The message decoder module is shown in block diagram form in FIG. 6, and in more detail in FIGS. 7 and 8. Referring firstly to FIG. 6, the message decoder module is illustrated as comprising a message decoder logic 100, a check word decoder logic 101, a vital port control 102, vital ports 103, a vital driver 104 and a UART 105. In general, the message decoder logic decodes the messages and sends commands (in a specific embodiment, for example, a relay selection, or in other words data) to a specific vital port or ports and also sends check words to the check word decoder for verifying correct operation. The check word decoder verifies the check words are correct and in that event supplies a vital signal to a vital driver 104 to enable the supply of vital power to the vital ports in order to make the commands effective. More particularly, a serial bit stream is received, at baseband by the UART 105. The UART strips framing, start, and stop bits from the serial bit stream, and each time a word has been assembled, provides an interrupt to the message decoder logic 100 and makes that message word available to the decoder logic for processing. The vital port control provides vital port selection and port address delivery. The vital ports comprise latches and drivers for commands, latches for port address, and input ports for reading the states of the latches and drivers. The check word decoder 101 processes the check words received from the message decoder logic 100 and, in response to proper check word sequence generates a unique signal, for example, a predetermined frequency. The frequency is detected by the vital driver 100 which supplies a potential to the vital ports for enablement of its outputs. The vital driver is arranged such that its output potential is nowhere else available in a message decoder module.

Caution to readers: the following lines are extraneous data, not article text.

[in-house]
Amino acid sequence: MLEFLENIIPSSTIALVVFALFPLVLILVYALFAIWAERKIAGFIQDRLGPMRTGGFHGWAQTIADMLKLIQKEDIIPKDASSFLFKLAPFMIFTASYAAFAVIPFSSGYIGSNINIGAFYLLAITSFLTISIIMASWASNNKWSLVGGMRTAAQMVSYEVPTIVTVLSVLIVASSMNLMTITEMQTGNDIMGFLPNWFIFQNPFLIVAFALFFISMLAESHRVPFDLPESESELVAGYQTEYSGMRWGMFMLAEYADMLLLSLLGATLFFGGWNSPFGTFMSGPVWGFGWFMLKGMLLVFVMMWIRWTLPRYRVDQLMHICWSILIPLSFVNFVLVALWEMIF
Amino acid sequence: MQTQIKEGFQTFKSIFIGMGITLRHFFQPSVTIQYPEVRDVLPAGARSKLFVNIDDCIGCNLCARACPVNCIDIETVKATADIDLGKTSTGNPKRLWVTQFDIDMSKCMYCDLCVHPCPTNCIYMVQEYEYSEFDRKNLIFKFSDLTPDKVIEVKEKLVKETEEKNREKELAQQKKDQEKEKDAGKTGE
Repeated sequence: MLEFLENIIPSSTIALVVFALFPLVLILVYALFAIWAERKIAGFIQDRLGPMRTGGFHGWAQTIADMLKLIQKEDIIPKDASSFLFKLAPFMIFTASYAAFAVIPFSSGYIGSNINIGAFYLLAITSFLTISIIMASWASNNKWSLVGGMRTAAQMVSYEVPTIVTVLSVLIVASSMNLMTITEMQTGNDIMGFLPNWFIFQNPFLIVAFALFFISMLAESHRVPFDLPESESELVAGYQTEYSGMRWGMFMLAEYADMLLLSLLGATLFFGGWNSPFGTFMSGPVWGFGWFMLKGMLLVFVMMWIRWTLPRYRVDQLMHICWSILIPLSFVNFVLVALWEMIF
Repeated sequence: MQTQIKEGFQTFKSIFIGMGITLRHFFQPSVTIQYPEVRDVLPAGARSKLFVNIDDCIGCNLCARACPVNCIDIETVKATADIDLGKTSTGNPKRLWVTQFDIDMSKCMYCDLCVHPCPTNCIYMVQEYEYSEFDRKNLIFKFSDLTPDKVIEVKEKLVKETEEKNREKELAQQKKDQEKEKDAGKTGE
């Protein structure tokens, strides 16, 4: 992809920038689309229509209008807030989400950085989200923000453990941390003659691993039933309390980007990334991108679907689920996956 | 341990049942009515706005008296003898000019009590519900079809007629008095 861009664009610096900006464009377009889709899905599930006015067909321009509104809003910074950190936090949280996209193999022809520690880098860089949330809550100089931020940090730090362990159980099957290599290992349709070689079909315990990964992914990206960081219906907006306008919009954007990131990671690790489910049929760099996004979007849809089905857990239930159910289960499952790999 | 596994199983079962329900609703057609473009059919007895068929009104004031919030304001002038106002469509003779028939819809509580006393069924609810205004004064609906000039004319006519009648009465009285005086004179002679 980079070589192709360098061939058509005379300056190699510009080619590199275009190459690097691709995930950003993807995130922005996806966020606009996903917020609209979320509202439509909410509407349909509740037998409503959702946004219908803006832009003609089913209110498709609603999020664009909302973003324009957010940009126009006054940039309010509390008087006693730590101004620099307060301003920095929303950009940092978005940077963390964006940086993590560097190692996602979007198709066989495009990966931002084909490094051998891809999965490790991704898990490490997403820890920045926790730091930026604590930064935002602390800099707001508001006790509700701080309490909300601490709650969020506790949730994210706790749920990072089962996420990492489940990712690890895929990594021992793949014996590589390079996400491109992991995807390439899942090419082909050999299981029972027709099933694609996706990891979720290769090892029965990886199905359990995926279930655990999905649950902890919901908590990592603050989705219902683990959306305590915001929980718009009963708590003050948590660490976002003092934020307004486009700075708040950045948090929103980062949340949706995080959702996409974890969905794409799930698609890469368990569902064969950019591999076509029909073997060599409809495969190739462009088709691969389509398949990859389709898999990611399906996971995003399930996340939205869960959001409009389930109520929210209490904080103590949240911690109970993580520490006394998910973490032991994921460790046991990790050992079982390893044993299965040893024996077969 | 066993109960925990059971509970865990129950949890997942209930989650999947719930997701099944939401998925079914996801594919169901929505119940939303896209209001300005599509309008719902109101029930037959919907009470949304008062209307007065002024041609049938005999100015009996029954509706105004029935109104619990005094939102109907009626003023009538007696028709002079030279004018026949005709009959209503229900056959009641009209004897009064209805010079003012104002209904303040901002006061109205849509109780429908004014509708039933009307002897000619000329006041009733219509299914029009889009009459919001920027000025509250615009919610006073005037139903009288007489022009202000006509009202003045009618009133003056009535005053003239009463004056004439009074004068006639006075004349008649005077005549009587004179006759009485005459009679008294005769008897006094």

As will become clear hereinafter, a vital port is provided for each group (two half groups) and thus corresponds to eight functions or outputs. Relay drivers contained in the output ports are isolated from the other logic elements preferably by optically coupled isolators so that relays driven by relay drivers can be energized by a signal system power, rather than the electronic system power. Generally, the signal system power is a battery. As is shown in FIG. 6, message decoder logic 100 also responds to the state of the vital ports, and preferably the output of the vital ports in relation to the inputs to the message decoder logic 100 to test for a specified relation. For example, these connections could be wired with a shift, or fixed scrambling of the data so that the decoder can verify that it is using actual port output and not a signal provided to it by the message decoder logic 100. The vital ports 103 also includes latches for port address and commands, these latches are clocked by the vital port read pulse provided by the vital port control. Tristate buffers or inverters in the vital ports enable the contents of the latches to be read into the message decoder logic 100 for checking. The state of a command buffer is detected in the relay driver circuitry so that the relay driver is checked in addition to the buffer.
Turning now to FIG. 7, a more detailed illustration is provided of the message decoder logic 100, check word decoder logic 101, vital port control 102 and the interconnection of this circuitry to UART 105. The message decoder logic 100, check word logic 101, vital port control and address buffer can be implemented with conventional commercially available components.